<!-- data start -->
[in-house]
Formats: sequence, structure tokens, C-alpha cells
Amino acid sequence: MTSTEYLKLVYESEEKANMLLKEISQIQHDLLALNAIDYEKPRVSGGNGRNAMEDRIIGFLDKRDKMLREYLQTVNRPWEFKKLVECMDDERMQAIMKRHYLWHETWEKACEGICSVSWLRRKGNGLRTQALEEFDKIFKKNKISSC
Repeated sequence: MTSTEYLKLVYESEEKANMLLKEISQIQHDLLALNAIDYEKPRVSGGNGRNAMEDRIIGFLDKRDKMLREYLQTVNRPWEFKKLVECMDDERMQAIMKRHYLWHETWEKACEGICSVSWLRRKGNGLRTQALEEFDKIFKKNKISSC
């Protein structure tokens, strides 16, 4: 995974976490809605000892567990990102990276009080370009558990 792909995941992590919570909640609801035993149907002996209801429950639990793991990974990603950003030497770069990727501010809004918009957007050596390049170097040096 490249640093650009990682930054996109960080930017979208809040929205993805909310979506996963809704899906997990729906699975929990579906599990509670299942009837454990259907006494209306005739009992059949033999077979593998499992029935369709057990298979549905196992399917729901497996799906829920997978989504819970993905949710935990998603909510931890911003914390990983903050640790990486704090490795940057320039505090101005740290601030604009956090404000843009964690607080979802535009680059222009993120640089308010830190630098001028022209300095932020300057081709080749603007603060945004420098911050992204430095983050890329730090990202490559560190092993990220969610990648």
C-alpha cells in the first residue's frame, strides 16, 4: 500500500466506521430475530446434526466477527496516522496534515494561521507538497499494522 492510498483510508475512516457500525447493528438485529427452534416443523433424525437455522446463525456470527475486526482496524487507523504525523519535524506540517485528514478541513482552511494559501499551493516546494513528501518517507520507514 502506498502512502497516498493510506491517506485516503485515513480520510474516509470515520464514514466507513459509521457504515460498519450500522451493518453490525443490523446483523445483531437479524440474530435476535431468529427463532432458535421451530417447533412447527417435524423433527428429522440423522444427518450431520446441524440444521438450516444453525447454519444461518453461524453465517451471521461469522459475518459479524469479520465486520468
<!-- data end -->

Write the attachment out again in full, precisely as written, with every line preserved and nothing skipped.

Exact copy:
[in-house]
Formats: sequence, structure tokens, C-alpha cells
Amino acid sequence: MTSTEYLKLVYESEEKANMLLKEISQIQHDLLALNAIDYEKPRVSGGNGRNAMEDRIIGFLDKRDKMLREYLQTVNRPWEFKKLVECMDDERMQAIMKRHYLWHETWEKACEGICSVSWLRRKGNGLRTQALEEFDKIFKKNKISSC
Repeated sequence: MTSTEYLKLVYESEEKANMLLKEISQIQHDLLALNAIDYEKPRVSGGNGRNAMEDRIIGFLDKRDKMLREYLQTVNRPWEFKKLVECMDDERMQAIMKRHYLWHETWEKACEGICSVSWLRRKGNGLRTQALEEFDKIFKKNKISSC
């Protein structure tokens, strides 16, 4: 995974976490809605000892567990990102990276009080370009558990 792909995941992590919570909640609801035993149907002996209801429950639990793991990974990603950003030497770069990727501010809004918009957007050596390049170097040096 490249640093650009990682930054996109960080930017979208809040929205993805909310979506996963809704899906997990729906699975929990579906599990509670299942009837454990259907006494209306005739009992059949033999077979593998499992029935369709057990298979549905196992399917729901497996799906829920997978989504819970993905949710935990998603909510931890911003914390990983903050640790990486704090490795940057320039505090101005740290601030604009956090404000843009964690607080979802535009680059222009993120640089308010830190630098001028022209300095932020300057081709080749603007603060945004420098911050992204430095983050890329730090990202490559560190092993990220969610990648």
C-alpha cells in the first residue's frame, strides 16, 4: 500500500466506521430475530446434526466477527496516522496534515494561521507538497499494522 492510498483510508475512516457500525447493528438485529427452534416443523433424525437455522446463525456470527475486526482496524487507523504525523519535524506540517485528514478541513482552511494559501499551493516546494513528501518517507520507514 502506498502512502497516498493510506491517506485516503485515513480520510474516509470515520464514514466507513459509521457504515460498519450500522451493518453490525443490523446483523445483531437479524440474530435476535431468529427463532432458535421451530417447533412447527417435524423433527428429522440423522444427518450431520446441524440444521438450516444453525447454519444461518453461524453465517451471521461469522459475518459479524469479520465486520468